With roughly 100 days between now and December 31st, how can you prioritize your team’s time and resources to decide how to cultivate major gifts and prioritize gift requests?
Almost every cause and organization is facing increased philanthropic need this year. When combined with the reality that discovery visits and in-person cultivation, briefing, solicitation, and stewardship will likely be limited for many more months, deepening your existing relationships becomes an even higher priority in the current environment. It is critical to take the time to examine and analyze your data so that you can identify your best prospects to upgrade and prioritize engagement activity with those who are most likely to support you now.
To achieve year-end goals, sharpen your focus on those who have the greatest capacity to give and are already your friends. Make sure you are working with your top and most obvious donors when prioritizing your valuable time. While a seven-figure prospect who has not responded to repeated outreach may still be a long-term relationship to pursue for lots of reasons, a consistent five-figure donor who is not yet giving at maximum capacity is likely a better focus for a virtual briefing that underscores the critical need your organization faces right now to secure a major gift in the next 100 days.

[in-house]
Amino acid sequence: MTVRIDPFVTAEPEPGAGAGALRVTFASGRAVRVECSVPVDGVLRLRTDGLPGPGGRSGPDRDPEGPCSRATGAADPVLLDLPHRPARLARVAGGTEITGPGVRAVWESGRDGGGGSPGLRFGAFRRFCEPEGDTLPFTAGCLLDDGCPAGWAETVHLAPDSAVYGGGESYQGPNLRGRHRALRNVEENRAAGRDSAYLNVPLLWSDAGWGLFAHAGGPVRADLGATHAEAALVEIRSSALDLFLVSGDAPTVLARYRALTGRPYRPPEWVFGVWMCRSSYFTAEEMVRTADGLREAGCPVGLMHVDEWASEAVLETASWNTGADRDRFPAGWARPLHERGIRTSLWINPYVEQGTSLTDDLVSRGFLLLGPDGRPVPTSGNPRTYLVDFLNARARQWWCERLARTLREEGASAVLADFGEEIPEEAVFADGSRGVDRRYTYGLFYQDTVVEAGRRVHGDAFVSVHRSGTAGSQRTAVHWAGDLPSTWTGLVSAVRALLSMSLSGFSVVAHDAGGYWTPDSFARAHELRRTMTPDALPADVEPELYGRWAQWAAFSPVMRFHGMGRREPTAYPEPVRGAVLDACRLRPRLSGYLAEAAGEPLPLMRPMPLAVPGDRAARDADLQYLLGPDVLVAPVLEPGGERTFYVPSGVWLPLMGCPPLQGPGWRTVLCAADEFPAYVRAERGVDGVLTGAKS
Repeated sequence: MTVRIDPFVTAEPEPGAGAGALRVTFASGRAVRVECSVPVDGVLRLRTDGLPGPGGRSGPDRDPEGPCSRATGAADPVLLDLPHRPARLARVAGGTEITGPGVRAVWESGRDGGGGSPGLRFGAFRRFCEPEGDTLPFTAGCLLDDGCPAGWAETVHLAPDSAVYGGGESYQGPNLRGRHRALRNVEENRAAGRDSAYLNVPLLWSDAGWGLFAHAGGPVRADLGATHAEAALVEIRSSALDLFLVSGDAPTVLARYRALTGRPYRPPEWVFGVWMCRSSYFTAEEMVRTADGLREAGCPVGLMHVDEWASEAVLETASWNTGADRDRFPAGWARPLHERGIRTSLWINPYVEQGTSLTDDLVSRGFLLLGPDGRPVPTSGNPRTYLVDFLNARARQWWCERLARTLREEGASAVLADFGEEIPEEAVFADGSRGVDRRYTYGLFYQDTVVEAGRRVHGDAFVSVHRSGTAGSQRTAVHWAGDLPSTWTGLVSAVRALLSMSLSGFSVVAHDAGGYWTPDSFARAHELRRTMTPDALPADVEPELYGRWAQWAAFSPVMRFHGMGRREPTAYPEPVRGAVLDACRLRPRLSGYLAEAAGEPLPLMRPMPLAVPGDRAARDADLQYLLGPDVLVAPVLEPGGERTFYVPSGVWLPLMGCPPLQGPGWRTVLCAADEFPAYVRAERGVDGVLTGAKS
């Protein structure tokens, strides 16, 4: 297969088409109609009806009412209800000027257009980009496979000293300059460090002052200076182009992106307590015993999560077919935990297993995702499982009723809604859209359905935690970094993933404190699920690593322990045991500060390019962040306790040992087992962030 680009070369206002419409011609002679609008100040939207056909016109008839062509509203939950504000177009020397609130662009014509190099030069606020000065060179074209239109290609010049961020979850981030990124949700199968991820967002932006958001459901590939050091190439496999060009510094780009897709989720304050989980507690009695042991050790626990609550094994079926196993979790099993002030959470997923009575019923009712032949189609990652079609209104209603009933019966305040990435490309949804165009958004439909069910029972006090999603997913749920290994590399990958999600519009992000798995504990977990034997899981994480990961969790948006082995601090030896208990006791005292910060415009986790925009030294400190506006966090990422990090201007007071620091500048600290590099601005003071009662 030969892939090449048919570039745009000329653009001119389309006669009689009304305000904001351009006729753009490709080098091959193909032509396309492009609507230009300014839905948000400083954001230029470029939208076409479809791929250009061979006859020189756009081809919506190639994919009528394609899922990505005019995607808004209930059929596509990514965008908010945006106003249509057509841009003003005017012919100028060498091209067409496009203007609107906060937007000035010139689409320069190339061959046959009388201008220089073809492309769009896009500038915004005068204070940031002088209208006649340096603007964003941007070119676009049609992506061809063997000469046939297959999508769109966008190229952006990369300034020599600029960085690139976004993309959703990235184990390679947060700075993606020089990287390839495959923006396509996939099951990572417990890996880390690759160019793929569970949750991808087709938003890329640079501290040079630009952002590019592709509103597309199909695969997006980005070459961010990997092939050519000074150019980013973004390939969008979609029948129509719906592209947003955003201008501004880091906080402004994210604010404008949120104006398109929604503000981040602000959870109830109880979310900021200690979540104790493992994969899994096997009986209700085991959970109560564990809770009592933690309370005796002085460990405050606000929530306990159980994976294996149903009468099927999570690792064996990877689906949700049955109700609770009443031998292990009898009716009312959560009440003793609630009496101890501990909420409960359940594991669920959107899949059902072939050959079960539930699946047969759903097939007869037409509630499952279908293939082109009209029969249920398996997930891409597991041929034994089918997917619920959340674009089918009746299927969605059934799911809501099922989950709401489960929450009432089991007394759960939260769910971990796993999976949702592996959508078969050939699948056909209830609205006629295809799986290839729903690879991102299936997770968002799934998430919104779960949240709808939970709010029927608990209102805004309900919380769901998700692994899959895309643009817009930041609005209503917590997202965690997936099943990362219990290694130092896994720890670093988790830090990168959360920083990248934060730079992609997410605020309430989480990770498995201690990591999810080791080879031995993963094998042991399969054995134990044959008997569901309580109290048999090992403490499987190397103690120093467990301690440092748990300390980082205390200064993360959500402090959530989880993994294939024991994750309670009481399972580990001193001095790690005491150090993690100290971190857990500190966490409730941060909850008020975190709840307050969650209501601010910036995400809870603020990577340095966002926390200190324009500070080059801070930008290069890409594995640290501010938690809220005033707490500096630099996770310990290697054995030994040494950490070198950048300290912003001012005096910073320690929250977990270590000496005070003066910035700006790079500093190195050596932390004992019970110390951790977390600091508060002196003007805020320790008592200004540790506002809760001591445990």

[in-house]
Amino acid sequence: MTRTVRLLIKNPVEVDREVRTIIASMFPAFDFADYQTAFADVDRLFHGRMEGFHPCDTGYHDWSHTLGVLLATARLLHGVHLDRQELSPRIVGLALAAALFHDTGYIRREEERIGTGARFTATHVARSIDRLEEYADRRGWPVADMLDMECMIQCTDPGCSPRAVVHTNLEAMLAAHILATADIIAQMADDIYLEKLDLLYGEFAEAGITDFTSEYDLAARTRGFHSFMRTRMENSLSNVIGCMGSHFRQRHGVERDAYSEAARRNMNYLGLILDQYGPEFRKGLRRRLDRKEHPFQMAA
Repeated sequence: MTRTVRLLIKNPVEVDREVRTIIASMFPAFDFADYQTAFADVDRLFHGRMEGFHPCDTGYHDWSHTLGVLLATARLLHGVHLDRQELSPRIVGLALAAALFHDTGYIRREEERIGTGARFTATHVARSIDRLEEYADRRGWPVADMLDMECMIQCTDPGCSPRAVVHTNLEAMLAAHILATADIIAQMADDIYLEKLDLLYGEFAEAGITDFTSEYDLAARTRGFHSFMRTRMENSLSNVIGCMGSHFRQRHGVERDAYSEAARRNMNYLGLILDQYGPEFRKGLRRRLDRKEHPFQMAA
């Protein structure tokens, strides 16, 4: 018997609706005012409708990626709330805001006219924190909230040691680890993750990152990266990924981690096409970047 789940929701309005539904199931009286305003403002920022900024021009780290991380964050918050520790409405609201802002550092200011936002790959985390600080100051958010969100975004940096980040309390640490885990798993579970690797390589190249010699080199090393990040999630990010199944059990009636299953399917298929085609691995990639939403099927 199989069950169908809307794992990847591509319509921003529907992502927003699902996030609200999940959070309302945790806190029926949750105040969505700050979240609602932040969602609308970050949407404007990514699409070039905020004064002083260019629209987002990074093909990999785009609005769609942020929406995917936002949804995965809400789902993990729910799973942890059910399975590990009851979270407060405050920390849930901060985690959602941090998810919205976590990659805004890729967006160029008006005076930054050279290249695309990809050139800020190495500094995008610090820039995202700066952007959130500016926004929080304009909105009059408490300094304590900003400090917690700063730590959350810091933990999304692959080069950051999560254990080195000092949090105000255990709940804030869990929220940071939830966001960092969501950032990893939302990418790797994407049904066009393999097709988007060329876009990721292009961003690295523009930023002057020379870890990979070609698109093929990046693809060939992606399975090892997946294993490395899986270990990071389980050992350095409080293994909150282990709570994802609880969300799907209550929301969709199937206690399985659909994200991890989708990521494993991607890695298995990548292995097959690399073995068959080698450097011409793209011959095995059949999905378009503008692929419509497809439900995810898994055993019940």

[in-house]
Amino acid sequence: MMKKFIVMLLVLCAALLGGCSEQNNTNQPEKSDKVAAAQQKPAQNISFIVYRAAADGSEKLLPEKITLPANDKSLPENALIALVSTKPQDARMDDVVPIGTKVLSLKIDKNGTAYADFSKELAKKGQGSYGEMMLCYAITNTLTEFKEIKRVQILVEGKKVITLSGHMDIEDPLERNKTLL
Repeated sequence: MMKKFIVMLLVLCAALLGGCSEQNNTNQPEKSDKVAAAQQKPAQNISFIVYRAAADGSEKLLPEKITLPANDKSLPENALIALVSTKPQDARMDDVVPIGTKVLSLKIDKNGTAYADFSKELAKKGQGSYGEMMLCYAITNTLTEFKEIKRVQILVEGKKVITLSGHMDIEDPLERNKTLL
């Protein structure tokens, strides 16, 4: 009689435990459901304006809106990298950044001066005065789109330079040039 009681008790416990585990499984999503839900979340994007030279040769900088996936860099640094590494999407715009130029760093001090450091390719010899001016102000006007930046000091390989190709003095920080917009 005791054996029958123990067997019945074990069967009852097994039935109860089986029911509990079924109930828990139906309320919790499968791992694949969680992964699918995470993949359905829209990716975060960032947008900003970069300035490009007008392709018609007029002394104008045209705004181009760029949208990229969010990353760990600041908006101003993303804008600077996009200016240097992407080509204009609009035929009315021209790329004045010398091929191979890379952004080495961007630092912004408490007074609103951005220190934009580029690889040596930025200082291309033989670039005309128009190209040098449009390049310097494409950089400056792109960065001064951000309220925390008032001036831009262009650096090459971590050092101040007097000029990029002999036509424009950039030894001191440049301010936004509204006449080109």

Fortunately, data can inform how to segment donors into short, medium and long-term focus. Examining the intersection between Recency, Frequency, Monetary Value (“RFM”) and wealth screening is the simplest way to start narrowing your prospect pool to focus on those who are both closest to you and have capacity. When those very basic results are combined with relationship mapping and engagement analysis, they form the foundation of a strong plan to increase major gifts.
RFM: What is it and why would we do it?
A Recency, Frequency, Monetary Value (“RFM”) analysis is the scoring of current donors to rank and prioritize your database through three attributes: recency, frequency, and volume of giving. It can help you answer many questions, including: Who has given recently and is with you right now? Who has given over time and demonstrated loyalty to your cause? Who are your top lifetime givers?
Questions to Answer
Before getting started on your analysis, you’ll want to ask yourself the following questions:
- Would I like to measure total lifetime giving or total giving within the past certain number of years (e.g. the last 10 years)? This will inform how you set up your RFM key, described in the guide.
- Do I have enough information about each donor to complete the analysis? You will need name, database ID, the date of their last gift, the number of times that they have given (lifetime or within the time frame you decided), and the amount of their giving (lifetime or within the time frame you decided).
- Who will I use to screen my data? There are many vendors; which one you use is less important than knowing that you are aiming to focus on those closest to you with identified capacity and knowing that using publicly available data is one helpful tool to inform that decision.
How to Perform an RFM Analysis